Paul Richmond is a twenty-nine year old artist whose powerful paintings embody the “ins and outs” of a topic at the forefront of current affairs: sexual orientation. Drawing upon his own experiences as a young man who was raised in a conservative, Midwestern environment and struggled to come to terms with his homosexuality, he explores deeply personal feelings, insecurities, fears and triumphs in this collection of paintings.
Richmond came out of the closet shortly after graduating from art college, and his work, which has been exhibited in numerous group and solo exhibitions, was significantly impacted by that life-altering moment. He began using his paintings as a vehicle to explore and understand his own journey and to develop a dialogue with other members of the GLBT community.
This book contains some of his most personal, narrative works arranged in chronological order by the period of his life represented. It documents the journey of a Dolly-idolizing, repressed gay boy as he finds his way out of the closet and into a place of self-acceptance. Accompanying each piece is a description by the artist, explaining the thoughts and emotions behind it. The result is an intimate, visual experience, one that will draw on the viewer to recognize the beauty of discovering and developing their own authentic self, regardless of sexual orientation.
This expanded edition features 50 pieces of art, including Paul's Cheesecake Boys series, novel cover illustrations, and a new interview by Cat Johnson.
5 out of 5 Stars
Paul Richmond’s Ins and Outs collection is more than the sum of his art work to date. This book is also the story of his life told pictorially. The paintings show where he came from as a young boy trying to express himself, not being sure who he was, the brave face he showed the world, and ultimately he reveals the man – in all his different layers.
In A World Apart, Paul gives the readers an artistic representation of his earliest days when he struggled with his sexuality, and the uncertainty he faced as a boy, being different from the other boys but not knowing why, since sexual orientation was something he was too young to grasp. He assumed that there was something wrong with him, that he lived in a world apart from everyone he knew.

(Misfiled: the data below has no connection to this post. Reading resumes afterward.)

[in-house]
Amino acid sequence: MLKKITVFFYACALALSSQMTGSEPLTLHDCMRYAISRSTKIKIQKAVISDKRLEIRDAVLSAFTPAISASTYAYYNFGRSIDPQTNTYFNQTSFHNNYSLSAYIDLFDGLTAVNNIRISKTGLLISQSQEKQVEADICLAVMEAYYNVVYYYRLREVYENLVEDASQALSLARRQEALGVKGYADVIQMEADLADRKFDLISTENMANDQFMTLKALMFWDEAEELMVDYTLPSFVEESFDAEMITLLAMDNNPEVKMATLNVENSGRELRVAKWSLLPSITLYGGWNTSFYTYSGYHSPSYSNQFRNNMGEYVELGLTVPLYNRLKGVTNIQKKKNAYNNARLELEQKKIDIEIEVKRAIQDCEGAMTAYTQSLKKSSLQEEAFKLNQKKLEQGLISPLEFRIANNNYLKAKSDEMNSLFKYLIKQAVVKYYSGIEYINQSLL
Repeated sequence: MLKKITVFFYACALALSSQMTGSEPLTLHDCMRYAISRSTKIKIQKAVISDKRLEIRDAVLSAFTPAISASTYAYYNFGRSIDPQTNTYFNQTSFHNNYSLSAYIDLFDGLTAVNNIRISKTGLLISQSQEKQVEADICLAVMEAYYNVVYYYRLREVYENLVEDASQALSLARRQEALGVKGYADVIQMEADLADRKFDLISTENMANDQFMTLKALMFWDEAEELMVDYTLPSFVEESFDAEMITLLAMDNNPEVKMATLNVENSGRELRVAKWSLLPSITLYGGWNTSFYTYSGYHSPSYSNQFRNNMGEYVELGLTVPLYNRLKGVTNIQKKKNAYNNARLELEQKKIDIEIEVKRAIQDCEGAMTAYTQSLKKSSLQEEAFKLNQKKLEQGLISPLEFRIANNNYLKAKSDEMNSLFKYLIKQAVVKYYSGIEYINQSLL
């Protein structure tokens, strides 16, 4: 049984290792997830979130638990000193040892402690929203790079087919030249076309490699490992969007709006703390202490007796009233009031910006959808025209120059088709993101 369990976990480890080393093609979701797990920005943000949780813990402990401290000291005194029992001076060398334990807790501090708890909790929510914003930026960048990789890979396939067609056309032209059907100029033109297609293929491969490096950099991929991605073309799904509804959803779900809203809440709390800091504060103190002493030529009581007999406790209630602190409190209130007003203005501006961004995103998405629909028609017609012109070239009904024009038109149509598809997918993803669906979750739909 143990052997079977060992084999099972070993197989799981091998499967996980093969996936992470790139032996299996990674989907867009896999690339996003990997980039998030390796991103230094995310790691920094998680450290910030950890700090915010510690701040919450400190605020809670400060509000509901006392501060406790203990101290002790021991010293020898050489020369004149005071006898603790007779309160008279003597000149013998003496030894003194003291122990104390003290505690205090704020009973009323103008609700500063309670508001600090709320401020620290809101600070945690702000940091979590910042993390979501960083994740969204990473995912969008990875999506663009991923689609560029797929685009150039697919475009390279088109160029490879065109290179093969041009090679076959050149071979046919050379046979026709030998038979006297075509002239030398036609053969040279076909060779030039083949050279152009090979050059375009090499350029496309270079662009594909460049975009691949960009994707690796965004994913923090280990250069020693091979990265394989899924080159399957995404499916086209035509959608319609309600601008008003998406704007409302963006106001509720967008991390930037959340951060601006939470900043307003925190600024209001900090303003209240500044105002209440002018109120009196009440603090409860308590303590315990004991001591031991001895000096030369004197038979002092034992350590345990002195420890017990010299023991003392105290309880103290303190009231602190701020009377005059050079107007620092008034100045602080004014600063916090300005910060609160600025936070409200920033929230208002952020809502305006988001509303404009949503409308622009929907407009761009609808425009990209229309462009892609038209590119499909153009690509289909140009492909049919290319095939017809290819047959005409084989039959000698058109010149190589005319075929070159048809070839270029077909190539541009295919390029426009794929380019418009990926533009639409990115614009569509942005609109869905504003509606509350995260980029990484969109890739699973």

His paintings are striking as well as expressive as he bares his soul in each section of the book, starting with wanting to grow up and be Dolly Parton when he saw the “Best Little Whorehouse in Texas” at age 5. Dolly represented a safe place and an ideal world and eventually, as an adult, he was able to present the painting on the left to his idol. This experience led him down the road to where he is today – a successful artist.
Paul’s biggest struggle was coming to terms with being gay which was inconsistent with his Catholic beliefs, and many of his paintings show his conflict of trying to be who he was despite his upbringing. His journey is similar to that of other gay men and at times I felt like a voyeur while reading Ins and Outs, as if I were peeking into his home as he walked around naked inside.
His paintings are original, moving, and beautiful and in the book he takes us on his journey from a child to a fully actualized man who knows what he wants, and at 29 he certainly has made his mark. One picture in the book titled First Time Out showed his turnmoil as he tried to reach for his goal but is still repressed and this theme is heartbreaking. In Self Illusion, one of the most poignant paintings in the book, you get the sense that Paul is hiding from himself and the rest of the world by wearing a bold mask designed to conceal who he really is but he doesn’t quite succeed, because the sad and luminous eyes give him away.
In case you didn’t think that Paul has a sense of humour about his life and lifestyle, he did a series of paintings that he called The Cheesecake Boys, a homage to the cheesecake girls in a much earlier time.
Paul’s sexual orientation is a powerful influence on his paintings and these 50 pieces are more than just art, they are who he is.
This collection is well worth buying because it is Paul’s personal journey of self discovery, with all the scars he gained along the way. Highly recommended.